A recently enacted New York law specifically protects workers who refuse to provide ‘reasonable accommodations’
New York health-care workers who are fired for refusing to be vaccinated won’t be eligible for unemployment benefits — in most cases
Jin Appel can’t get on her feet, let alone work, at a New York hospital as a nurse.
“They are all fired from their jobs for refusing to give them an extra $80,” said Appel, 26, referring to the size of a deductible required to get a vaccination.
“For almost nine months, we have had to live like cats in a bag.”
The issue is public health and the authority of employers, who can enforce insurance company medical leave laws for employees, but not state laws aimed at reducing the spread of diseases that can cause paralysis, blindness and death.
A county in southern New York, Montgomery, recently sent a notice to about 50 individual lawyers that the law covering these workers was now officially in effect. It protects workers who refuse to provide “reasonable accommodations” for customers and other patients, as well as employees who refuse to get vaccinated. It was signed by the governor, Andrew Cuomo, a Democrat.
A similar bill in Massachusetts has been hailed as a strong “welcome for autonomy”. But states like Wisconsin and Texas are trying to intervene.
In Tennessee, lawmakers have adopted a bill that exempts any worker who is not vaccinated from their state’s requirement that they be inoculated against certain communicable diseases.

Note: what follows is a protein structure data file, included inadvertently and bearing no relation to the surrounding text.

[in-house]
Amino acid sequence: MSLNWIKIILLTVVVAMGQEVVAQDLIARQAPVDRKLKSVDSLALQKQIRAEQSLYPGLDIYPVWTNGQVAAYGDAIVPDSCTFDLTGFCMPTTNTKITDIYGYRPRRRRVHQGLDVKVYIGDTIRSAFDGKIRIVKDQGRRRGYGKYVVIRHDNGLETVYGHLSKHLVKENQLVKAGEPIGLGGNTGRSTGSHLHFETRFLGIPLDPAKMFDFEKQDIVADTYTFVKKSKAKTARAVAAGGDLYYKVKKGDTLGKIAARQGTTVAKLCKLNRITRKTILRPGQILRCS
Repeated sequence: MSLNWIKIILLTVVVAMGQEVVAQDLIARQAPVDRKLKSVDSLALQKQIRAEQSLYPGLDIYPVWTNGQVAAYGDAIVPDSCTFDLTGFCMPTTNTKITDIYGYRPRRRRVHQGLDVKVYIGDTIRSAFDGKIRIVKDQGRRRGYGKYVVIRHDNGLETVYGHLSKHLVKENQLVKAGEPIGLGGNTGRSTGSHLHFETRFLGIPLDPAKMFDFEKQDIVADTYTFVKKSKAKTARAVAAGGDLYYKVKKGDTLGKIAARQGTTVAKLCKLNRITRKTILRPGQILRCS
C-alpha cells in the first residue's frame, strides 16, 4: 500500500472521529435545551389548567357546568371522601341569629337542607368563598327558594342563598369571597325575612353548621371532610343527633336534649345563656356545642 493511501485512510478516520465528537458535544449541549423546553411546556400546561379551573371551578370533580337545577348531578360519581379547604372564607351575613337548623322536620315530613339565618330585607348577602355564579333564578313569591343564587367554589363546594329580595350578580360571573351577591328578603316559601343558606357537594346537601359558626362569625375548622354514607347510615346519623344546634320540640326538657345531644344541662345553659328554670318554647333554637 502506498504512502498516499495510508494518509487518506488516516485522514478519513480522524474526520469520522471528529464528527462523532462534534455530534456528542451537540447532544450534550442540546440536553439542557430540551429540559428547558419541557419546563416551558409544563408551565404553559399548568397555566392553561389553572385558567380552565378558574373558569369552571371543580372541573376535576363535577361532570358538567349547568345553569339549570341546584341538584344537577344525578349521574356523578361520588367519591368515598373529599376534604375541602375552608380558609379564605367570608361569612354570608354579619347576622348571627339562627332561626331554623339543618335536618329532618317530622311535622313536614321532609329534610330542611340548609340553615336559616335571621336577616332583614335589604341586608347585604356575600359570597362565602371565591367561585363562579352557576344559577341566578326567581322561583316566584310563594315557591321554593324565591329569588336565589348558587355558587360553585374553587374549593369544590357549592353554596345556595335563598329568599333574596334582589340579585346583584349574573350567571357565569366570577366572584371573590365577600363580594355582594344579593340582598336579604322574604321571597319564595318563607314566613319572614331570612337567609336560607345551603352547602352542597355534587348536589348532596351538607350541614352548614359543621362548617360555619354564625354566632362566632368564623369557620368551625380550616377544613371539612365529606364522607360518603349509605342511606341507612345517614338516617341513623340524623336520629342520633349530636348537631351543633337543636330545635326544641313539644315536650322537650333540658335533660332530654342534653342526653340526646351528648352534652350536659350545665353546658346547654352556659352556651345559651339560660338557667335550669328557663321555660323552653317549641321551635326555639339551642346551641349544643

Appel, a registered nurse from Omaha, who chose not to be vaccinated because of a pre-existing condition, says she has good reason not to want to be pooped on.
“I can only take care of people who are sick,” she said. “This is the reason I started my own outreach and support group. I want other nurses, nurses’ assistants and technicians to know that they can also choose to not be vaccinated.”
What are they worried about? The federal Centers for Disease Control and Prevention, or CDC, asserts that vaccines for hepatitis B, meningitis, tetanus, pertussis, polio and measles are safe and effective. In its update on vaccine safety in 2015, the CDC noted that studies with newer vaccines such as those for pertussis (whooping cough) and whooping cough/pertussis (measles) have “not shown significant adverse reactions in children and adolescents”.
“There have been no scientifically supported reports of a neurological neurological disease,” the CDC states, adding that the U.S. has “fewer than 2,000 confirmed cases of measles per year”.
“Sometimes it is thought that immunization may pose a risk,” CDC states. “This is the exception, not the rule.”
But the New York attorney general’s office contends that immunization poses “an unreasonable risk”. If an employee is being trained in the best possible way, they want to see that that person can achieve the proper level of practice.
“This is basically a licensing issue,” said a spokesperson for the attorney general’s office. “When someone says we can’t work because we were hurt doing something to help others, that’s a claim for wrongful dismissal.”
Clare Marie Paul, a Tennessee state representative and member of the Social Justice Caucus, said legislation enacted in 2017 to protect the people who had conscientious or conscientious objections would be up for renewal next month. “Those cases that have the most challenges … are those who have public health implications,” she said.
Unlike the employer whose healthcare plan covers the insurance required for vaccines, Paul’s bill exempts workers who say they aren’t protected by the state’s religious and philosophical exemptions, which would apply to religious beliefs about medicine or philosophical beliefs that have nothing to do with immunization.
Many states, including Massachusetts, Florida, California, Washington and Texas, have passed legislation broadening the exemption exceptions to vaccine-preventable diseases.